safe to do so. Even for high fliers, death may reserve a final inequality.

Whether bystanders or warriors, women are routinely portrayed as conflict's 
losers. Female soldiers, from Boadicea to a British Army lieutenant, have 
always appalled the sort of misogynistic British general who would have 
disqualified Joan of Arc from active service on the grounds of a poor 
performance on the gym leg-press machine. In his new book, Men, Women and War,
Martin van Creveld argues, ludicrously, that one of the cardinal functions of 
warfare is an 'affirmation of masculinity'. Unlike women, whose lives are 
divided into biological phases, men need more 'social construction' and the 
chance to engage in armed combat unhampered by those whose role is to admire 
from afar.

As Siegfried Sassoon could have told him, women can also be pugilists, 
demanding heroism from men sickened by killing. After Manhattan, a more 
significant role-reversal is happening. Women's response to Bush's war has been
measured and thoughtful, while the emotional kitbox people like van Creveld see 
as female - the raucous emotion and febrile rhetoric - now belongs to men.
'Dead or alive' avengers and hysterical bio-prophets who fear an anthrax phial 
in every airline spongebag aren't displaying macho toughness. Theirs is the 
scared swagger of those who have seen in Manhattan not an invitation to a 
global dust-up but a cold intimation of how the world may end.

Since they dare not acknowledge that danger, some other target must be found 
and pacifism is always easily parodied as the province of smoked-out 
Lennonistas, of beardy anarchists and feeble women. If only their lessons had 
been learned earlier. Instead, the Greenham Common campaigners who fought 
successfully to keep cruise missiles out were routinely derided as slags and 
dykes in dungarees. CND's broad aim of ensuring that the earth continues to 
revolve around the sun became so discredited that Blair, and others in Cabinet,
shrink from any mention of their old links.

Instead, Blair smiled on Bush's nuclear missile defence system, involving the 
tearing up of the Anti-Ballistic Missile Treaty. If civil war comes to Pakistan,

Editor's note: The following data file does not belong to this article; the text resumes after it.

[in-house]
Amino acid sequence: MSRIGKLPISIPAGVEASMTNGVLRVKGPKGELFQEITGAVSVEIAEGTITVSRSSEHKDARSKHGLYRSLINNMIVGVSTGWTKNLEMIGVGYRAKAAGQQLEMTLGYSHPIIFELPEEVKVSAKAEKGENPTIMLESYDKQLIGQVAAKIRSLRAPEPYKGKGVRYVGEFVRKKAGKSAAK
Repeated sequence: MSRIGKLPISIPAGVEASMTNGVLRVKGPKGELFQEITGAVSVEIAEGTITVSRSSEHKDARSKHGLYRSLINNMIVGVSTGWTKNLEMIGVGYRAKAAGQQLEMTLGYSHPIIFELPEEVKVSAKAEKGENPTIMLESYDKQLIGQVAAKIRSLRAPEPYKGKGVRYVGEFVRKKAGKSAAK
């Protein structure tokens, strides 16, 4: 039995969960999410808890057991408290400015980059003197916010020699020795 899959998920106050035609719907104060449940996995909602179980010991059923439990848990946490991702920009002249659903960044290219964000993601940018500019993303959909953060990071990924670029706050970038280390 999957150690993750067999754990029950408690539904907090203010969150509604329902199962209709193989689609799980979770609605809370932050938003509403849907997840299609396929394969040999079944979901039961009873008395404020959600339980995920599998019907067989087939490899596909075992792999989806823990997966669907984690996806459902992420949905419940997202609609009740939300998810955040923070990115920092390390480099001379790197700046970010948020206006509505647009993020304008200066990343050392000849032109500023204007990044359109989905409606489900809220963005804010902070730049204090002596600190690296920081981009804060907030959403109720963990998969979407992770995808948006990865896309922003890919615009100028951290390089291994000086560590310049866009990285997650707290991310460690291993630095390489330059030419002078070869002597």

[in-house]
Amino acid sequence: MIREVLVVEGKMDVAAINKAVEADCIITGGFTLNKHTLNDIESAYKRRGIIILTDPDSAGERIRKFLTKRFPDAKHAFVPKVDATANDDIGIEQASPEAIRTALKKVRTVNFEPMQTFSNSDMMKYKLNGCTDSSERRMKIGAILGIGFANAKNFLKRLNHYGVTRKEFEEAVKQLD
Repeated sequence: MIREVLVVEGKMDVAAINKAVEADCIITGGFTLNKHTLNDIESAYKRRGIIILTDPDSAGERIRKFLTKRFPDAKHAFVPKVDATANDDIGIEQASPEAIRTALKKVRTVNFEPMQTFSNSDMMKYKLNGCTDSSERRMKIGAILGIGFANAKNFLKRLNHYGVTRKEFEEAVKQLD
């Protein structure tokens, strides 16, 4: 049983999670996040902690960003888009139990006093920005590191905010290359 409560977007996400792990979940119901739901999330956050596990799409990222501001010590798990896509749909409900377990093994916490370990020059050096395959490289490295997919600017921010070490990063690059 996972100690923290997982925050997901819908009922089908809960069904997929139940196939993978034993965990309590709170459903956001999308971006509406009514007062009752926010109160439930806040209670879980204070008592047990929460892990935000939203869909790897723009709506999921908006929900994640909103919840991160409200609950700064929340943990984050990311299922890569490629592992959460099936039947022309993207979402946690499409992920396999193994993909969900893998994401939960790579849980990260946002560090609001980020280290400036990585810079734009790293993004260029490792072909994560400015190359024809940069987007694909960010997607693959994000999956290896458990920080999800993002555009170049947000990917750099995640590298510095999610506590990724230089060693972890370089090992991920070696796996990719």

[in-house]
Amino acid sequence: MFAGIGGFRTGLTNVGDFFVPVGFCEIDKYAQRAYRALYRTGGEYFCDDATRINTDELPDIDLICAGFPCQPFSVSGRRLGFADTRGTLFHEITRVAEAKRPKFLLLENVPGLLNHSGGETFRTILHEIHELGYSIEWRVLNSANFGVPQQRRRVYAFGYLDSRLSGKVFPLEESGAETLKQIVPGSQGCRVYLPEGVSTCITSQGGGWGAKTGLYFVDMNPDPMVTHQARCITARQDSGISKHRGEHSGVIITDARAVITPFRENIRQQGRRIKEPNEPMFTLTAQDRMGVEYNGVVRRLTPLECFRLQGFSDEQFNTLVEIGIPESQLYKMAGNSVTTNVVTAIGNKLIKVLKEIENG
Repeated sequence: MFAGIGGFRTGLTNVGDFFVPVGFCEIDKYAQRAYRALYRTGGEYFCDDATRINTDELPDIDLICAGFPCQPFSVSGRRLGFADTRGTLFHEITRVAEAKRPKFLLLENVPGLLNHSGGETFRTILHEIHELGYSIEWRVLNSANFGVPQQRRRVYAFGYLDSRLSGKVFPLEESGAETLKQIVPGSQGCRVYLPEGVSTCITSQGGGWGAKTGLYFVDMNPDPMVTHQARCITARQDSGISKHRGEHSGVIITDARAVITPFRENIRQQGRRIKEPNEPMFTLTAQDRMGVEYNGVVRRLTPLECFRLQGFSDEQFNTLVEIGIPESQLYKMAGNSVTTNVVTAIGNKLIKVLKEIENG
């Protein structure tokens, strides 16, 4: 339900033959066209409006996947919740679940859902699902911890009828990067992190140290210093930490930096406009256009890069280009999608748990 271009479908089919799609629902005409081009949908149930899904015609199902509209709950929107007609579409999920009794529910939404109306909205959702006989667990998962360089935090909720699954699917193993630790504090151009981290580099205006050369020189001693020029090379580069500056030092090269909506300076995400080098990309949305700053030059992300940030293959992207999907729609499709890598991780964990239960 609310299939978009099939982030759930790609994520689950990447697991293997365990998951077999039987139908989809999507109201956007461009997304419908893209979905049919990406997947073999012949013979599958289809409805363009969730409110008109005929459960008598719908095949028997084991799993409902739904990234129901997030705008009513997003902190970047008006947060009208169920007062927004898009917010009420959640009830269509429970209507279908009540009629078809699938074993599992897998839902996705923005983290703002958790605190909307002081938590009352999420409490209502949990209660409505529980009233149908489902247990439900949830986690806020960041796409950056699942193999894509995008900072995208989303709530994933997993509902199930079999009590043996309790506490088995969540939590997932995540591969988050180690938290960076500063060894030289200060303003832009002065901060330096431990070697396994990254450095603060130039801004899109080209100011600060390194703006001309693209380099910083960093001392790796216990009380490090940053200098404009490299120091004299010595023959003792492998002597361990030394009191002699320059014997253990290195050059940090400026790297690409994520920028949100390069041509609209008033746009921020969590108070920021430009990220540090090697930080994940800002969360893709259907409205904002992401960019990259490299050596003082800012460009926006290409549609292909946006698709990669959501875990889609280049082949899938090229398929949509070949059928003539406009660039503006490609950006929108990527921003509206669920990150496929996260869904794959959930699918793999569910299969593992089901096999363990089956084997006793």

there is nothing to stop a rogue regime writing its own nuclear protocol. As 
women have been warning for years, aggression only heightens our own fragility.
But the issue is not old stereotypes of female nurturers and male aggressors. 
What counts now is what van Creveld scathingly calls the 'feminisation' of the 
world. Its current proponents are Clare Short, but also men like Peter 
Kilfoyle and Doug Henderson, who demand that action must be taken on the basis 
of the rule of law.

As the old warhorses of the Left sign up to a feminised world, Blair, who has 
always belonged to it, begins to falter. Sidestepping the raw aggression of 
male warspeak, he and others invoke God and peace and the 'surging of the human
spirit'. These pass for feminine invocations, but they are not ours. They do not
resonate with our mothers, still carrying visions of husbands or brothers who 
died in the last war. They touch no chord in those of us who campaigned for CND,
haunted by the 200,000 dead after Hiroshima and appalled by Truman's tribute 
to 'the greatest achievement of organised science in history'. Our wish was to 
protect our children, the last generation of Cold War babies, from whatever 
fissile blend grandstanding politics and organised science might next devise.

We failed them. George Bush's hour is coming. A police chief warns that Britain
is the next target. We have seen Manhattan. We have witnessed horror in the 
Middle East and watched African famine victims entwined with their children in 
the languid torpor of the hours before death. And yet we have no knowledge of 
how war this time around might look; only that the soft preamble is somehow 
more menacing than sabre-rattling.

As retaliation gets closer, even Bush has abandoned redneck talk for a more 
feminised language of passion and eloquence. The rhetoric now is of life, death
and love. The supposition is that no decent British woman, or man, could fail to
render to Bush absolute and unconditional support for war. Millions of us may do
so. I have not met a single one.